The day had little planned for us by the IES offices. We have a very light schedule and as such there seems like there is a lot of down time. All in all though I like the format of my days. I woke and got myself out of Chapter about an hour before we were scheduled to be at IES for a guest lecture. I walked to IES a bit early so I could stop for breakfast on the way. I found a cafe, The Moreish (spelled incorrectly in my tweet about it… oops) that looked quite inviting, so I stopped in there. After perusing the breakfast menu I decided to experience a bowl of porridge, topped with mixed seeds and honey. The look of it was quite pleasing and I eagerly began eating. I’ll say that porridge is a bit like creamy oatmeal with less oats and a base of some sort. I will definitely have some again and try to figure out how to make it for myself once back home. After breakfast I finished my walk to IES and awaited my classmates and our lecturer.
Professor Dr. Ian Bates of University College London arrived before the rest of my class… which was amusing to myself. Prof. Bates has many credentials as he works with the National Health System in the UK, has a directorship with the Federation of International Pharmacists (FIP) and is involved with the Royal Pharmeceutical Society (RPS). Dr. Bates presented on the need to have a framework to provide for a structured advancement and training, criticizing the current system of Continuing Education (CE) and the process of accumulating points just for the sake of relicensure. Through his work with FIP Dr. Bates has seen the implementation of frameworks that will begin to adress the improvement of CE in countries that adopt them. Prof. Bates also talked about RPS efforts to encourage professionals to strive to provide a better experience and service to patients. The RPS has introduced a peer reviewed system of recognition to encourage pharmacists to strive to a higher level of performance and knowledge. Another interesting note is that the English regulatory body is introducing a relicensure process for its pharmacists that will require them to repass certification standards, it is anticipated that 10 to 15 percent of the current English pharmacy workforce will be lost overnight due to this requirement, showing the dire need for a better system of CE.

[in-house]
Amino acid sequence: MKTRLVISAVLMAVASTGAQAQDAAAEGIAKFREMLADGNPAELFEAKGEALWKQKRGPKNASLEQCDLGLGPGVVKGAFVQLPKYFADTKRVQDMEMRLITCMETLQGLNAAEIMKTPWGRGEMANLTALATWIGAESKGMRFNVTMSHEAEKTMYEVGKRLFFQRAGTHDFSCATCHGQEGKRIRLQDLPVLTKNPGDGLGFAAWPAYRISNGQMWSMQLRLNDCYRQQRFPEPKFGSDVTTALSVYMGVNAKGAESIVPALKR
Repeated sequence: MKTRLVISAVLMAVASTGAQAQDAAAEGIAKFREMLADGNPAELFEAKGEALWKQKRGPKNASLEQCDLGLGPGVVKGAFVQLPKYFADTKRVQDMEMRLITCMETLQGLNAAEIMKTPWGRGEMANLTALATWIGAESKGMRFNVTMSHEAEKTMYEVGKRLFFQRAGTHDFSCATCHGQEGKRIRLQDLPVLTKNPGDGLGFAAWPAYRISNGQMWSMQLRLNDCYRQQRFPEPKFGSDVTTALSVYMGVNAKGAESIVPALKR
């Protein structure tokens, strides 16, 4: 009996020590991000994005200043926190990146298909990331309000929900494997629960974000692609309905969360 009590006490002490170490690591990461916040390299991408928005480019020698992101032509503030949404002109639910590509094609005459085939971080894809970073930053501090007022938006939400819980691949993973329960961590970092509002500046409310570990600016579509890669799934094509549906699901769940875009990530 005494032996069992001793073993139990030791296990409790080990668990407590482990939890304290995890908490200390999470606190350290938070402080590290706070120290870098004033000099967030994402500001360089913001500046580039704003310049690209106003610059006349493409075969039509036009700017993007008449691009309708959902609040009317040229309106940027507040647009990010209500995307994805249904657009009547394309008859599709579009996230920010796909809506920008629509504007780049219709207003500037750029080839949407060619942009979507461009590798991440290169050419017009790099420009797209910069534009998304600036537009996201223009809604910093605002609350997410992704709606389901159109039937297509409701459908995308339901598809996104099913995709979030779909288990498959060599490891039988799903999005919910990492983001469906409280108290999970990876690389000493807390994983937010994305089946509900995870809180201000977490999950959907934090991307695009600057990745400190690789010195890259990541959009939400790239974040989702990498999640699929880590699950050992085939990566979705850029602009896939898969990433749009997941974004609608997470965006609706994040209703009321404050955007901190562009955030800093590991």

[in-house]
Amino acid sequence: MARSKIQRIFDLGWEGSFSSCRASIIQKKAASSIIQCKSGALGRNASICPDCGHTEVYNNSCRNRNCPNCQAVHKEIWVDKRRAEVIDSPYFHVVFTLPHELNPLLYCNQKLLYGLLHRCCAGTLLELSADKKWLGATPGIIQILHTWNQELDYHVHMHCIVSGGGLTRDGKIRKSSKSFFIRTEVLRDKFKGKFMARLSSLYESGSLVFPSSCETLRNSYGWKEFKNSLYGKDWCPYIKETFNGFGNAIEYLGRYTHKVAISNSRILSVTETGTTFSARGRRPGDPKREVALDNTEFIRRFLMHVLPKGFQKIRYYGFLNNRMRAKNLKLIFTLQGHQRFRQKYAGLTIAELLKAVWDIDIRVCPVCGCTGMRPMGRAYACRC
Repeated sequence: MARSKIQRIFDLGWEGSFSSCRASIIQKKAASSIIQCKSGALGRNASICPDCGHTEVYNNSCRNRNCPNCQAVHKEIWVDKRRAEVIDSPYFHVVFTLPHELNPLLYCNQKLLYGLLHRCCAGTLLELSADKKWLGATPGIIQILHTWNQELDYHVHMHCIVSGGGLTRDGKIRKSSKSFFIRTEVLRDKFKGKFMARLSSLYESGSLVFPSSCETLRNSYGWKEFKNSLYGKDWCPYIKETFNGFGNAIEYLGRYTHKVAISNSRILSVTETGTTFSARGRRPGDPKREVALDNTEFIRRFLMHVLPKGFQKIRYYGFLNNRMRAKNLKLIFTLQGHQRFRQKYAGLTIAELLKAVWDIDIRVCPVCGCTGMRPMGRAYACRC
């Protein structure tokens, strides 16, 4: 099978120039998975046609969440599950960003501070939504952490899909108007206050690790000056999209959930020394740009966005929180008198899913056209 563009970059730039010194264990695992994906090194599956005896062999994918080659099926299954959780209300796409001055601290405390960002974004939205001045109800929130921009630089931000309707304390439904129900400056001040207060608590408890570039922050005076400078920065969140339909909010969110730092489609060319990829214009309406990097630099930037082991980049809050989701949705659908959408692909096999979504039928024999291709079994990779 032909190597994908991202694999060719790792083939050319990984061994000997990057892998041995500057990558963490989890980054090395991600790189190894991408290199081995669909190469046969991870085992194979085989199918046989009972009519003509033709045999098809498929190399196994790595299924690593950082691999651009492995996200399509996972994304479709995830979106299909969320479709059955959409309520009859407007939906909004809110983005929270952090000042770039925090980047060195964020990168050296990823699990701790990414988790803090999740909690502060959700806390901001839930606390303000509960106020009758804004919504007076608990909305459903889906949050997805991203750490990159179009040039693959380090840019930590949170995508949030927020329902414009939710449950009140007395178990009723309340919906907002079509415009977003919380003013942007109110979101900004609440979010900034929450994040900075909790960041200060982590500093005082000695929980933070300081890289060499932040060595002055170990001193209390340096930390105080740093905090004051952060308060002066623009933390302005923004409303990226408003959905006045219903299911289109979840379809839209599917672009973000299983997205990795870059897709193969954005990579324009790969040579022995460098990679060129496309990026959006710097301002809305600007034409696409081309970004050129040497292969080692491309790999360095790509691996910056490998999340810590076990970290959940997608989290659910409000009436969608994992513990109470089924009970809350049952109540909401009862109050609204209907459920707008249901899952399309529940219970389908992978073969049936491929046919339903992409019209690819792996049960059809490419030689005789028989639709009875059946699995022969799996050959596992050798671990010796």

After Dr. Bates finished his lecture we took a 15 minute break for lunch, which I took advantage of to return to La Roccia and order a different sandwich (chicken and tomatoe with a different white cheese, not sure which) and a piece of strawberry cheesecake. This piece was much more satisfying than the Oreo one from the previous day. After returning to IES we had class presented by Dr. Scott (NDSU faculty) finishing up the history of UK healthcare and started discussion on the Affordable Care and American Health Care acts. Class flew by with discussion and we ended at 1400. After class we went separate ways to experience more of London.
I took the opportunity to walk down to The Monument. I wanted to walk instead of take public transit so that I could get some steps and see more of London. I walked past a Three store and stopped in. I succumbed and bought a SIM card for my iPhone so that I could have faster data speeds when looking up routes in Europe. After purchase I left the store and when instructed, restarted my phone to complete setup… 6 times. I gave up on fixing the issue while out since I had a suspicion that my dual SIM adapter was causing the problem. Continuing my walk I decided to stop by St. Bart’s Hospital since it is another common spot in the BBC series Sherlock (such a good program).
After Walking a few miles I arrived at The Monument, which is a 206 foot tall monolith that commemorates the fire of 1666. I gladly payed my £5 entry fee and began to climb. I climbed in circles all the way up to the observation deck, which is probably only about 190 feet in the air as The Monument’s top is a bit above the platform. I took some pictures and enjoyed the views before carefully beginning my decent. Did I mention that I was in London and that it was raining from the time I left IES? Once at the bottom of the tower I was presented with a certificate congratulating me on climbing the 311 steps to the top.
I had another sight on my list, the tower bridge, which isn’t too far from The Monument so I walked a little further towards there. I arrived at the site of the Tower of London, an astounding fortress, and took some pictures but I soon ducked into the gift shop as I was quickly getting soaked. It was a nice gift shop and I found my dad’s birthday present in there (I’ll mention it in a tweet after I give it to him). I walked out and was going to walk to and on the bridge but I settled for a few pictures and then began looking for the tube so I could return to Chapter and dry off.
Another subway journey at rush hour, this time on a crowded circle line train, and I found myself exiting the King’s Cross – St Pancras underground station. I returned to my room and then made myself a sandwich, packed for my weekend sojurn in Europe and relaxed. I looked forward to the morning and my train to France, albeit I wasn’t too thrilled about the 0400 wake up time. So much to do and I’m enjoying it all so far.
Martin “Mixy” McNichols
Until we meet again